Others argue that there is a right not to vote, but there is really no foundation for this claim.

Sarah Birch, Reader in Politics-University of Essex, 2009, Full Participation: A Comparative Study of Compulsory Voting, p. 42-3

Finally, the common argument that the right to vote implies a right not to vote has been countered by Heather Lardy (2004), who argues that the right to vote is a positive right: “The democratic standing which the right to vote confers is fully intelligible only as the award of an entitlement to participate actively, rather than as a merely passive possessor of the franchise” (2004: 311).  Moreover, “non-voting is not only a matter of public concern; it is like voting itself, a public act” (2004:313).  Lardy goes on to distinguish between liberty as non-interference and liberty as non-domination, arguing that the right to vote is a matter of freedom as non-domination, and as such it does not entail the right not to vote.  It is worth quoting this argument at length:

Those who argue for a right not to vote presume an underlying theory of liberty as non-interference.  They assume this perhaps because the right to vote tends to be presented as an ordinary negative liberty, protecting against interferences by agencies of state.  It has been argued here that compulsory voting may only be represented as an interference with liberty by mischaracterizing the sort of freedom which the right to vote represents.  The right to vote is about freedom as non-domination.  It is for those who oppose compulsion to demonstrate how it would threaten the liberty to which the right to vote relates.  The liberty which the right not to vote asserts can provide only an inaccurate and impoverished account of the relation between freedom and voting.  The liberty which the right to vote represents protects individual decisions about how to vote, and about what value to attach to the act of voting.  It does not, however, grant those whom it recognizes as electors as a freedom not to vote at all.” (Lardy, 2004: 315)

Finally, it is noteworthy that the European Court of Human Rights has ruled (X v Australia, 1971) that compulsory voting does not violate freedom of thought, conscience and religion (Article 9 of the European Convention on Human Rights) so long as voters have the option of casting blank or spoilt ballots (Baston and Ritchie, 2004: 36; Electoral Commission, 2006:10).

Yet others argue that compulsory voting violates the First Amendment (in the US) because it requires someone to express his or her opinion. But the primary purpose of voting is not expression and an individual who doesn’t want to vote for this reason could always apply for conscientious objector status.

Harvard Law Review, 2007, “The Case for Compulsory Voting in the United States,” 121 Harv. L. Rev. 591, p. 601-4

Unlike some rights, the First Amendment right to free speech does imply an inverse right not to be compelled to speak. Sometimes remaining silent is a statement itself. The choice not to vote can be a political statement, subject to First Amendment protection, and compulsory voting inhibits this statement. According to this argument, by forcing the nonvoting population into conformity with the set of choices that they get at the polls, we are silencing the more informative statement they make by not participating. Not only does this silencing raise First Amendment concerns, but it also raises doubts about how compulsory voting can make government more representative if certain voters feel better represented by staying out of the electoral process altogether.

The constitutional validity of this First Amendment argument is doubtful. The expressive function of elections is secondary to their function in selecting government leaders. The Supreme Court has “repeatedly upheld reasonable, politically neutral regulations that have the effect of channeling expressive activity at the polls.” The Court has specifically upheld limited burdens on the right to vote for the candidate of one’s choosing in declaring that a state’s prohibition of voting for write-in candidates was valid.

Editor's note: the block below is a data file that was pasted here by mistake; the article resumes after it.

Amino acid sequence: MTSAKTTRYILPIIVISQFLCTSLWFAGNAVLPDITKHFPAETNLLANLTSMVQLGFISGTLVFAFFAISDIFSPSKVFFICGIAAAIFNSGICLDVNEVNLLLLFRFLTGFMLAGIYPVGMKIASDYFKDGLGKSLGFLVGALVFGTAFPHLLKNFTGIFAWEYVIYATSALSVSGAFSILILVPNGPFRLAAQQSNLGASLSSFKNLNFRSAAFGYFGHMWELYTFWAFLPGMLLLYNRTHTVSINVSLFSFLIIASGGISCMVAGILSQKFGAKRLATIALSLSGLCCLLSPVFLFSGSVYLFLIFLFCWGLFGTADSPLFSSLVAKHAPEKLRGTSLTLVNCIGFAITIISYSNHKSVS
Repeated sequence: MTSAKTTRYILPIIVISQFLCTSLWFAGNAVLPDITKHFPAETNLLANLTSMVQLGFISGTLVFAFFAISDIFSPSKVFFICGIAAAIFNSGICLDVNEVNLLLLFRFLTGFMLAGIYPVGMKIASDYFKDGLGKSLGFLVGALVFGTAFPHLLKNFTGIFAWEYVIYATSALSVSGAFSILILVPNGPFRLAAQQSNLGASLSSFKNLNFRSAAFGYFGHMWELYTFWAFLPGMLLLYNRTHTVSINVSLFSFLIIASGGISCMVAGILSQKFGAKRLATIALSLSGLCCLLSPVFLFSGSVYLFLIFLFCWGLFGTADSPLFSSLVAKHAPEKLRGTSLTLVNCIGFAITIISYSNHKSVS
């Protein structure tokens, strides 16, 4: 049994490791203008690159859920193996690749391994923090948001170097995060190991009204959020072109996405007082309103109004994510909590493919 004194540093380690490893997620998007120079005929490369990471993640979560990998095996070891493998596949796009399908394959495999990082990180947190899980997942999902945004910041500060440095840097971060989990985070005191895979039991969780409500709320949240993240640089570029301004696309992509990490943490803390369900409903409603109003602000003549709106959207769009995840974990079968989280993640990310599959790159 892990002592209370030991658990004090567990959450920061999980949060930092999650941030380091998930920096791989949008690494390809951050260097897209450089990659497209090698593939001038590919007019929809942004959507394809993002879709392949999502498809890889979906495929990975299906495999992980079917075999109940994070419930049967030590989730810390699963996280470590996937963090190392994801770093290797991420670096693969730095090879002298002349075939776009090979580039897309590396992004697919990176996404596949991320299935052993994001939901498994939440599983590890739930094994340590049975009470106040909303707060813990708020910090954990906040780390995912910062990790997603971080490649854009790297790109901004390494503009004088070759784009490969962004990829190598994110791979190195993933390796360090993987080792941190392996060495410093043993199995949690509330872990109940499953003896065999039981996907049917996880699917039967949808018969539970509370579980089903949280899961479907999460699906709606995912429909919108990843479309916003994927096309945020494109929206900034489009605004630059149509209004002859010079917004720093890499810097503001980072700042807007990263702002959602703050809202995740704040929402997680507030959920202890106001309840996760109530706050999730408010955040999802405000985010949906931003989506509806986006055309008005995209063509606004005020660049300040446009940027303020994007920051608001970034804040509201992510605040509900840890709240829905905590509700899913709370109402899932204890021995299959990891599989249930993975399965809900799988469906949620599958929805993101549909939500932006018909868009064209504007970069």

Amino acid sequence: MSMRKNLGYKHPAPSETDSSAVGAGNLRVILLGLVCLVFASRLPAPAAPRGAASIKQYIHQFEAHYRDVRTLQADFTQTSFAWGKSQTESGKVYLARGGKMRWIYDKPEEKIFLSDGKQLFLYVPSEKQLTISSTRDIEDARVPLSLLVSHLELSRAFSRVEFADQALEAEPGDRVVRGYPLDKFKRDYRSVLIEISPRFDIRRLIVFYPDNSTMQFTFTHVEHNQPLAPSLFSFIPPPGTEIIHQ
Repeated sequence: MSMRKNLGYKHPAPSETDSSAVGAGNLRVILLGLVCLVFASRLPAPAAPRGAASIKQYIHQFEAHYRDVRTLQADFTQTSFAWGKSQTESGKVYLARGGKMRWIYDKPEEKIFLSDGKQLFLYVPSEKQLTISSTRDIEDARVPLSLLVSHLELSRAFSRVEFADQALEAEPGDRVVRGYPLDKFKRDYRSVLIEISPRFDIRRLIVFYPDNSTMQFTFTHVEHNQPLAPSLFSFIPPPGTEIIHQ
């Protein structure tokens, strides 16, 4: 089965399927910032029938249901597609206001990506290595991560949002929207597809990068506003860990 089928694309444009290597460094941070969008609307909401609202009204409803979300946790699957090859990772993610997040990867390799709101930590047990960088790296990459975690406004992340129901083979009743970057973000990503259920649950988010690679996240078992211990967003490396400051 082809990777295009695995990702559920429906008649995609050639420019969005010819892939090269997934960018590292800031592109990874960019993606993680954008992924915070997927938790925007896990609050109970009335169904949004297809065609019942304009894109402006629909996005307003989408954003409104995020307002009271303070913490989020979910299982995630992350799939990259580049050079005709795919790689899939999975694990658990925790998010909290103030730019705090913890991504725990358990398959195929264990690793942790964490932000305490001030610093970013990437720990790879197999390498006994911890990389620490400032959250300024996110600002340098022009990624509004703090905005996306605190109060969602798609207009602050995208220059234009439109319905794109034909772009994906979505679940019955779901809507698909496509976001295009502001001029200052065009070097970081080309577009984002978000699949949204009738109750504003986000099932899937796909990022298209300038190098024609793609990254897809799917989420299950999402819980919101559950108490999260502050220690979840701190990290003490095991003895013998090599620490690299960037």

A compulsory voting regime differs from a prohibition on write-in votes, however, because it does more than just limit choice – compulsory voting literally compels a choice of some kind. The Supreme Court recognized an individual right not to be compelled by the government to express an idea that one does not agree with in West Virginia State Board of Education v. Barnette. Requiring someone to vote for a particular cause or candidate would clearly violate the First Amendment, but requiring someone to vote for the candidate of his or her choosing is viewpoint neutral. A person is not being forced to express any particular viewpoint when a law requires him to cast a vote for someone of his own choosing – anyone really, given the opportunity to vote for a write-in candidate, which exists in most states.

Viewpoint-neutral laws trigger an intermediate level of scrutiny. Although there have been several formulations of the intermediate scrutiny test in the First Amendment context, the key elements of the test are that the law must further a substantial government interest and that it must be narrowly tailored to serve that interest. Compulsory voting laws serve the interest of improving and legitimizing democratic government, which this Note assumes would qualify as substantial. More complicated is the requirement of narrow tailoring.

A compulsory voting regime could be narrowly tailored by allowing people to abstain (submitting a ballot without registering a vote), or perhaps to obtain a “conscientious objector” exemption from even submitting a ballot. This exemption would satisfy the requirement of narrow tailoring because it would leave open the same opportunities for expression that exist under the current system of voluntary voting. Such an exemption could be made available to anyone who fills out a simple form and is willing to sign a statement indicating that he or she chooses not to vote for political or religious reasons. This requirement would at least ensure that those who are not voting are doing so as a matter of political expression or religious belief and not because of the collective action problem inherent in voting.